[Python-ideas] Python and Concurrency

Jim Jewett jimjjewett at gmail.com
Fri Mar 23 19:30:34 CET 2007

On 3/22/07, Ron Adam <rrr at ronadam.com> wrote:
> Josiah Carlson wrote:
> > Ron Adam <rrr at ronadam.com> wrote:
> >> Josiah Carlson wrote:

> >>> On the upside, this is possible (change the PyObject_HEAD macro,
> >>> PyINCREF, PyDECREF, remove the GIL), but the amount of work

The zillions of details are the same details you have to consider when
writing a concurrent database.  Having python store its objects
externally and retrieve them when needed (vs allocating memory and
pointers) would be a huge one-time loss, but it might eventually be

PyPy calls that "external database" an "object_space", so the language
support is already there, and still will be when the hardware makes it

> (1)
>     xyz = vector(r)
>     forall coords as c:     # parallel modify coords 'inplace' with body
>         c = rotate(c, xyz)
>     * 'with' syntax form because 'c' does not outlive the body.

Why not just keep using

    xyz = vector(r)

and let the compiler take care of it?

At most, we would want a way of marking objects as "read-only" or
callables as "instant", so that the compiler would know it doesn't
have to worry about the definition of "len" changing mid-stream.  (Ron
suggests something similar at the end of the message, and Talin's
Transactional metaclass is related.)

> >> * Generators with the semantics of calculating first and waiting on 'yield'
> >> for 'next', so the value is immediately returned. (depends on CPU load)

On its own, this just makes response time worse.  That said,
generators are also callables, and the compiler might do a better job
if it knew that it wouldn't have to worry about external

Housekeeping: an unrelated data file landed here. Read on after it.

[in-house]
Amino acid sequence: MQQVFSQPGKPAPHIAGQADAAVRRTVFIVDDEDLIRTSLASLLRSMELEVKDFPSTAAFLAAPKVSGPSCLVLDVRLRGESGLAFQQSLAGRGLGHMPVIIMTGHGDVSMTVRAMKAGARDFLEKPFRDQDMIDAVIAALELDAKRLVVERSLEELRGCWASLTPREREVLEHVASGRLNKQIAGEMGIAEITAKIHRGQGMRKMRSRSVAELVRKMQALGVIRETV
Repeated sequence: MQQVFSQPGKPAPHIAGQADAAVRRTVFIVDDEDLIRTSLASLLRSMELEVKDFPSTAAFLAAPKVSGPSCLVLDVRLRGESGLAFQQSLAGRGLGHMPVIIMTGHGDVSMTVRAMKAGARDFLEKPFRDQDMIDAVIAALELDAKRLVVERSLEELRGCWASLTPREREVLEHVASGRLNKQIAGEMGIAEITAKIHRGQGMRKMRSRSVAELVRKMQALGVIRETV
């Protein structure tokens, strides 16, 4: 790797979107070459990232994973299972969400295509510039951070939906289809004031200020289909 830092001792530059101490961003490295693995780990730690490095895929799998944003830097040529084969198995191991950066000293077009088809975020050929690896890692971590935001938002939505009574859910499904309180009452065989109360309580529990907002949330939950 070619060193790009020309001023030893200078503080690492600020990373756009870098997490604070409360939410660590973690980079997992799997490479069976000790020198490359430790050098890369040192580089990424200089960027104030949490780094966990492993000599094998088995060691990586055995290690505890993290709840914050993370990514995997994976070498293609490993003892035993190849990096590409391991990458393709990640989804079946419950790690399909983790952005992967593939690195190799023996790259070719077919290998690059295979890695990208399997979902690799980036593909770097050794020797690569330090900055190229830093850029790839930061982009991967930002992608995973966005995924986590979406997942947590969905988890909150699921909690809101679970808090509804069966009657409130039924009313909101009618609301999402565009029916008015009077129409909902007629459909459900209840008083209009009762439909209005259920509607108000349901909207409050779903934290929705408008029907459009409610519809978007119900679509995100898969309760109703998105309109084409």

There may also be some value in some sort of "idletasks" abstraction
that says "hey, go ahead and precompute this, but only if you've got
nothing better to do."  Garbage collection could certainly benefit
from this, and translating (or duplicating) string representations
into multiple encodings.

> In the video he also talked about avoiding locks.  I was thinking a more
> limited function object (for concurrent uses only) might be used that has:

>     * no global keyword
>     * only access to external immutable objects

Or at least, it doesn't mutate them itself, and it doesn't promise to
use newer versions that get created after the call begins.

>     * no closures.

This level of information should be useful.

But in practice, most of my functions already meet this definition.
(In theory, they access builtins that could be replaced, etc.)  I
wouldn't want to mark them all by hand.  I'm still inclined to trust
the compiler, and just accept that it may eventually be the PyPy
translator rather than the CPython interpreter.


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